The Day China’s Heart Froze

Dan Edwards interviews Tiananmen crackdown survivors and about their involvement in the 1989 pro-democracy movement and the ultimate significance of the protests.  From

Liu’s path after the crackdown was rockier. After fleeing to Nanjing in China’s south on 5 June, he and a friend decided to return to the capital a week or so later when arrest lists were issued. “I wanted to disclose the truth in court. To defend our actions,” he explains. “Actually,” he adds ruefully, “it never went to court. The process stopped at the Public Prosecutor’s Office. The decision was exempt from the public court system. I stayed in jail for 20 months.” Upon release he was blacklisted from all government and academic jobs, a situation that led him to open a bookshop he has now run for 17 years.

Asked if he regrets handing himself in when many others escaped overseas, Liu replies emphatically, “Never. I am more convinced than ever it was the right decision. If I had escaped most likely I could never have come back to China, even now. At least I can still play some role and do something in Beijing. After jail, we didn’t have to hide.”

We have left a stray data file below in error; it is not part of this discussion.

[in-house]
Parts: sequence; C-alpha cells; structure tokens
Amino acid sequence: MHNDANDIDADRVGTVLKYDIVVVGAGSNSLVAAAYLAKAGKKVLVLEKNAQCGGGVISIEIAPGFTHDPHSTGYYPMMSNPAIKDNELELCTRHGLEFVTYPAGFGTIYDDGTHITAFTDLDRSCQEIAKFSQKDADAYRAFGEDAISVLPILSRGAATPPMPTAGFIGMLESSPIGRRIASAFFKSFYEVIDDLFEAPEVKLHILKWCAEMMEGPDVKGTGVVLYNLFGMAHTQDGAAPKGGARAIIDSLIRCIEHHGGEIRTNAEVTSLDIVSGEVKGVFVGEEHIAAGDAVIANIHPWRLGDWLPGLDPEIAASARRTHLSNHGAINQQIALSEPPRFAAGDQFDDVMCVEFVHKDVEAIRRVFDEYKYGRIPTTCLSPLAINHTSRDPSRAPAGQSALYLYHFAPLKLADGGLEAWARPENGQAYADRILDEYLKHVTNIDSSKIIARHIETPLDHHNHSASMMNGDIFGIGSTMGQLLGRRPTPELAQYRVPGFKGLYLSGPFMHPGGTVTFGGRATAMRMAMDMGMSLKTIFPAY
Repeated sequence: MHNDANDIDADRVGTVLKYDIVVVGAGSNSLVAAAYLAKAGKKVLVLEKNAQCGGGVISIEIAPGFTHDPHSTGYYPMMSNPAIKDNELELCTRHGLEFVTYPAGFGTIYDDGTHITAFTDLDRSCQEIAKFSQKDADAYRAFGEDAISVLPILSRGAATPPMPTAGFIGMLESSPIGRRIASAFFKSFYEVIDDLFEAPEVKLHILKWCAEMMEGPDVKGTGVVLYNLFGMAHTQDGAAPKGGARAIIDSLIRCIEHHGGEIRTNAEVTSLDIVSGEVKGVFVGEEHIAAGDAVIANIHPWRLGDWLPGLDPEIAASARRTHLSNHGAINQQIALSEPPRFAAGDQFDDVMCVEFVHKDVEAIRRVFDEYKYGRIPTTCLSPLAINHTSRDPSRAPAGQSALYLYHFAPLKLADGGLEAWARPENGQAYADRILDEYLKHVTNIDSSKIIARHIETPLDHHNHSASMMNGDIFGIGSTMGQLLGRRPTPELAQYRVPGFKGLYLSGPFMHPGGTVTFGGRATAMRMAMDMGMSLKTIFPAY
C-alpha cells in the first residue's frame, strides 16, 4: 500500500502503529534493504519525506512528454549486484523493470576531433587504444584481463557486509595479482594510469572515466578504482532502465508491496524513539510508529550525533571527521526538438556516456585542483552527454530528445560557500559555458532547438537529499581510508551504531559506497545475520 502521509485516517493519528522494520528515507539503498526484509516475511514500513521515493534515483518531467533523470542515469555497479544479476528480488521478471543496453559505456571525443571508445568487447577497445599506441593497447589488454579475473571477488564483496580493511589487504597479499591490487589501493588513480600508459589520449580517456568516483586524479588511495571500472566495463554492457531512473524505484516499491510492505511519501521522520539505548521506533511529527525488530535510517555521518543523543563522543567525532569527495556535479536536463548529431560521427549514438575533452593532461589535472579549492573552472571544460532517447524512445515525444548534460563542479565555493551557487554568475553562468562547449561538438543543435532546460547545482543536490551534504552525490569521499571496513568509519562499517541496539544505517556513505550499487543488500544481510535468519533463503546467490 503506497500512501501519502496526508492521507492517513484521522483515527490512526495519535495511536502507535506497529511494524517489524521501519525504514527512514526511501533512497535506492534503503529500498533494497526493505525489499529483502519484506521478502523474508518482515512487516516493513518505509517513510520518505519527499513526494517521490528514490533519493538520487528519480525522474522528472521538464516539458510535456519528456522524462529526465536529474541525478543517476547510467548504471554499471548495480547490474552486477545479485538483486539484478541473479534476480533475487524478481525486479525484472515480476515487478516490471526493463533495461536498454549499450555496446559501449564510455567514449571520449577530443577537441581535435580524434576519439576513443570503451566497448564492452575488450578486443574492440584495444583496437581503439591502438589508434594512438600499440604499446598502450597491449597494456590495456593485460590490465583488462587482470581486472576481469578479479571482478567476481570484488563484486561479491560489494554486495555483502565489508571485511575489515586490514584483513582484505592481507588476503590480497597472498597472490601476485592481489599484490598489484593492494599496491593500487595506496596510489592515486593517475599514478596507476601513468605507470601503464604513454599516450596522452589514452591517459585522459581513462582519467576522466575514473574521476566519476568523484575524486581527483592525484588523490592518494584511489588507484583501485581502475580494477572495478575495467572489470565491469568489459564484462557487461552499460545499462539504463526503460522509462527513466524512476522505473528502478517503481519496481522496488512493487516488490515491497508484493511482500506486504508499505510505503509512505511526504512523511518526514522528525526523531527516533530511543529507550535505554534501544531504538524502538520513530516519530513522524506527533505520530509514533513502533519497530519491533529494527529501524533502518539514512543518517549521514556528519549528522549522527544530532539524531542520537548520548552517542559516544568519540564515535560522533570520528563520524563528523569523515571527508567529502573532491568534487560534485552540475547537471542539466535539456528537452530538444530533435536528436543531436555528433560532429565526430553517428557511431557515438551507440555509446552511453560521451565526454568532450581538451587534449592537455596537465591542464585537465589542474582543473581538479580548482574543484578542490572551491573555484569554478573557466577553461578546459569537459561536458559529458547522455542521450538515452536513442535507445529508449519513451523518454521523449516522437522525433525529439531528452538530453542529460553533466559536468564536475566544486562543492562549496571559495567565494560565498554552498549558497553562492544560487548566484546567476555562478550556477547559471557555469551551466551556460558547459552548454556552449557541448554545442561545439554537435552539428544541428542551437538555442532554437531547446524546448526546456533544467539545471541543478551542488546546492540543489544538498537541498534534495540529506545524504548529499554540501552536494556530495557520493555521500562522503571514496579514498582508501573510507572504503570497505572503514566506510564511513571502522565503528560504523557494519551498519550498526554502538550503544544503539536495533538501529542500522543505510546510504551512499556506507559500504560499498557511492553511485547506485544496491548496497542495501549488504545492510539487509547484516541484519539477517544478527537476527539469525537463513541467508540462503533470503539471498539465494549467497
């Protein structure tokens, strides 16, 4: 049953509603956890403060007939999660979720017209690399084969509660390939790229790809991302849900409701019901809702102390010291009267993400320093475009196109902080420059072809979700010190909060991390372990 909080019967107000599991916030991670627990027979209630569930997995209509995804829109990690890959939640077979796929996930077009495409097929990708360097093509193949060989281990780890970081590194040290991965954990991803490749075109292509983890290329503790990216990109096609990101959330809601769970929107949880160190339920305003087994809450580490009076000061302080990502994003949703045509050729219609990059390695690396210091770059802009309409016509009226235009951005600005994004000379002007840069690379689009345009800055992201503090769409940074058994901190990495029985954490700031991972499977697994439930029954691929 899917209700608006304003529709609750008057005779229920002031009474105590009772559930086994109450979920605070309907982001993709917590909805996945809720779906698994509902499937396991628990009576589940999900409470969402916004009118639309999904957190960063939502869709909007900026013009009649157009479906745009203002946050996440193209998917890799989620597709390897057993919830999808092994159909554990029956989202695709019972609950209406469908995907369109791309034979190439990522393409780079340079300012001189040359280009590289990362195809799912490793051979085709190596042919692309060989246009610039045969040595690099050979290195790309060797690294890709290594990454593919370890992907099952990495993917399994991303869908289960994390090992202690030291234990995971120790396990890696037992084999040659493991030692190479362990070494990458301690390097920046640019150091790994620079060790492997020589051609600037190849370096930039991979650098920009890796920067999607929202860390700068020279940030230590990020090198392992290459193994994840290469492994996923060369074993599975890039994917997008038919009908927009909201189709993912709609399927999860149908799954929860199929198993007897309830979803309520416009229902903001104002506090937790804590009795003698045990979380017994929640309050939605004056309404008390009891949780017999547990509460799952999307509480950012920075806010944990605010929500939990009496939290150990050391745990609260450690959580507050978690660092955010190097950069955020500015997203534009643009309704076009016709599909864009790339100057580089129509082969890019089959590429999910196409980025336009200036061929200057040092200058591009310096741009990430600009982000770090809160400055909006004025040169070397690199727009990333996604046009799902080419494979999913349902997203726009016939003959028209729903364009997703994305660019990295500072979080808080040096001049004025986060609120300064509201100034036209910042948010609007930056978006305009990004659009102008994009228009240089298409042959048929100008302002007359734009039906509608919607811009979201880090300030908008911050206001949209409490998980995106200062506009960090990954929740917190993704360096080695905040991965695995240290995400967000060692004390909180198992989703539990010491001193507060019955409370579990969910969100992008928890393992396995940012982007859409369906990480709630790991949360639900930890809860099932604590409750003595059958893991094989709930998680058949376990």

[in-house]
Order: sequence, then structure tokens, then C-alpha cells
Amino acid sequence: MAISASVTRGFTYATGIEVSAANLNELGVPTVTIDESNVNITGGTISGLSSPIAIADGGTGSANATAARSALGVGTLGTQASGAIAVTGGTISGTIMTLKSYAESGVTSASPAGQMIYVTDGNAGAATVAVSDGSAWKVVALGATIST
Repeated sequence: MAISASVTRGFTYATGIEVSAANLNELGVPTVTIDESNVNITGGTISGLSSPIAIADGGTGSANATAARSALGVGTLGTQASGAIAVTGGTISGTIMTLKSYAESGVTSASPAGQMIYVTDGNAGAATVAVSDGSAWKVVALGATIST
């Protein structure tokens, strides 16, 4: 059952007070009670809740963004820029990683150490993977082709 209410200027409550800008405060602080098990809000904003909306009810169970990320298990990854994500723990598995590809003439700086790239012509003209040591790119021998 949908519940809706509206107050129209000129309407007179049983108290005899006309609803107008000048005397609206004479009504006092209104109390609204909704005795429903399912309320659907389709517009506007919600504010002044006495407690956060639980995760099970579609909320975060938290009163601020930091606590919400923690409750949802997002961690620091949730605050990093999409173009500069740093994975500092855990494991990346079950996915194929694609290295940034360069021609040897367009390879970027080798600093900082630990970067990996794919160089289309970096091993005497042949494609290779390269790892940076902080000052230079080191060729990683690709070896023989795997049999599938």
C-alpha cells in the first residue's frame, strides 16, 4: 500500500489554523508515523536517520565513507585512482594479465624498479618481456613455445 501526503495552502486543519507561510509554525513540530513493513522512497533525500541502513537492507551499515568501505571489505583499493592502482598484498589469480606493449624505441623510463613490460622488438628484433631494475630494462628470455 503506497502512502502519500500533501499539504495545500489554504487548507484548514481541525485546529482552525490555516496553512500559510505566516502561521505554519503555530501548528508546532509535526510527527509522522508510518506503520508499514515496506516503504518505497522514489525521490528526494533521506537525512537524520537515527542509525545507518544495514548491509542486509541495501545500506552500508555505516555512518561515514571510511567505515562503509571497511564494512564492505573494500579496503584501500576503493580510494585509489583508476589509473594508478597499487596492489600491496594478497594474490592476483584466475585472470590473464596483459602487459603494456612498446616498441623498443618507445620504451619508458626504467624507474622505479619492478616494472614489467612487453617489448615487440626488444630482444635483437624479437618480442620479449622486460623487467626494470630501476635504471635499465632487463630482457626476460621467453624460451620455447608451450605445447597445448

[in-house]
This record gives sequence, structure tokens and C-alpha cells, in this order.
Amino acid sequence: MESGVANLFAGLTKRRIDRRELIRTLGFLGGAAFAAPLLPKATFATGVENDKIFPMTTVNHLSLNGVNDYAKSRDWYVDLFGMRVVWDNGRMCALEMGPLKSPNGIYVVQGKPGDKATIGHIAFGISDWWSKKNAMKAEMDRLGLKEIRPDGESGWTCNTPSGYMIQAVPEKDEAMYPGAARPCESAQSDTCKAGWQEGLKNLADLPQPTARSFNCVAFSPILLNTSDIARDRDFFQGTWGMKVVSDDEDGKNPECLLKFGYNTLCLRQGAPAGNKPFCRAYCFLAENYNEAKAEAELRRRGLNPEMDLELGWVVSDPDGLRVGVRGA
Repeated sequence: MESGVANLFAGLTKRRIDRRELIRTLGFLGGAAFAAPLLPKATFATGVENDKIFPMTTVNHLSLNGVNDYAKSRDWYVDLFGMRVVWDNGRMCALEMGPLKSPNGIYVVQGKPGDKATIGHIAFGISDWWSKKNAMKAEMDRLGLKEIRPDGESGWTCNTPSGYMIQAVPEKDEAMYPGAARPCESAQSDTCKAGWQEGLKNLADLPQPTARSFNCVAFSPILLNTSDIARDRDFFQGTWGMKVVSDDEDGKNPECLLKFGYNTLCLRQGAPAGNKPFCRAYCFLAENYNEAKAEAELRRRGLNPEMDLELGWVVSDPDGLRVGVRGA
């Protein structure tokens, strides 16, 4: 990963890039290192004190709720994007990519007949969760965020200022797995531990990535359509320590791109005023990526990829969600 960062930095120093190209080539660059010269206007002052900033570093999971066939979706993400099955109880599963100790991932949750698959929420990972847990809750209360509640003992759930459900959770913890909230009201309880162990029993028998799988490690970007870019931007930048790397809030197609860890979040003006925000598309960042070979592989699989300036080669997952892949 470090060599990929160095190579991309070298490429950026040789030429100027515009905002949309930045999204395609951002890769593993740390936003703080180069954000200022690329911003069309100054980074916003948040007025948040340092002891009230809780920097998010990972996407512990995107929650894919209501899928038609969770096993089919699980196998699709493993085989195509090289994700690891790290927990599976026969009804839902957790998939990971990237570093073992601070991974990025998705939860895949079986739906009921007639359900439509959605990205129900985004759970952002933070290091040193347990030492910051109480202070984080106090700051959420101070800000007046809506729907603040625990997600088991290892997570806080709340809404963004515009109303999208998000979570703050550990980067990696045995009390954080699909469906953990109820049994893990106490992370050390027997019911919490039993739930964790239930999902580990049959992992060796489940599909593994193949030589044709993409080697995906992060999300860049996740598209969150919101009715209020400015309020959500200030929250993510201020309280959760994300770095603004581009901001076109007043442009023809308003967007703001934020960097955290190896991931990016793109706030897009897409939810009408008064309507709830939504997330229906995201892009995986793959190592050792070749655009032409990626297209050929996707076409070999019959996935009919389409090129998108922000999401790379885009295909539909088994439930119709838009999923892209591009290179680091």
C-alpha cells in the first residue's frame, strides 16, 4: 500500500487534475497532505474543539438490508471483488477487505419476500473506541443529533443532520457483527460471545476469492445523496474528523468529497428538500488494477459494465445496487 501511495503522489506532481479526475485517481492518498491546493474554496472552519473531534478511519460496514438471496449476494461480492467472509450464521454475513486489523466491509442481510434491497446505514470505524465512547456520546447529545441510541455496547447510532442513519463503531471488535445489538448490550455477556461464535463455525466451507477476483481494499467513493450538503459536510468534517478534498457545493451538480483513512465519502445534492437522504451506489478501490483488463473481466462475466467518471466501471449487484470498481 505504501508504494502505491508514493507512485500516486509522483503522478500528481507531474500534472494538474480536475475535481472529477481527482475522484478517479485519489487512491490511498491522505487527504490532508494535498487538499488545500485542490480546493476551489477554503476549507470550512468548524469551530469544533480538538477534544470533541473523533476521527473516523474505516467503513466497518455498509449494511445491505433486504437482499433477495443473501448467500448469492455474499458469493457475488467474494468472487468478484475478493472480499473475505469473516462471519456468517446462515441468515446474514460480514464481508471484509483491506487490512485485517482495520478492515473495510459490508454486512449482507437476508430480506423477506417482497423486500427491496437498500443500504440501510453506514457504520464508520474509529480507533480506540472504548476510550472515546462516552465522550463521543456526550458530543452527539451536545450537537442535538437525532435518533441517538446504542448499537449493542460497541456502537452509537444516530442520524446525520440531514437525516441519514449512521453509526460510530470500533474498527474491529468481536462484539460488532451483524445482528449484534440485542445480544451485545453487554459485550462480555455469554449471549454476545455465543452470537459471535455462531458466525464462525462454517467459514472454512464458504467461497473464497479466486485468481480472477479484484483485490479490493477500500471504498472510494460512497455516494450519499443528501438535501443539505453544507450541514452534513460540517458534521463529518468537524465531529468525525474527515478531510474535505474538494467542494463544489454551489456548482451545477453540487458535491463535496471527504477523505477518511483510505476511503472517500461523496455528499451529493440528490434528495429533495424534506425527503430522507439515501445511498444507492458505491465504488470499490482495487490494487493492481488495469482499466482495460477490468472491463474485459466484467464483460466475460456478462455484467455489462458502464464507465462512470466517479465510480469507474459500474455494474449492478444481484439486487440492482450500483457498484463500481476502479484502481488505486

Despite the failure of the movement and an intervening 20 years that have seen the massacre largely wiped from China’s memory, both Liu and Zheng remain devoted to the ideals of that time. While acknowledging mistakes were made and opportunities missed by the students, neither believe this changes the essential rightness of what they were fighting for, nor reduces the Government’s culpability for the bloodshed. “Can you criticise the students?” Zheng asks rhetorically. “Should they have given up just because martial law was declared? At that time people thought, ‘We are making a mild claim. We are patriotic. We just want reform, we just want to reduce corruption.’ How can any government not recognise that?”

June 4, 2009, 4:36 PM
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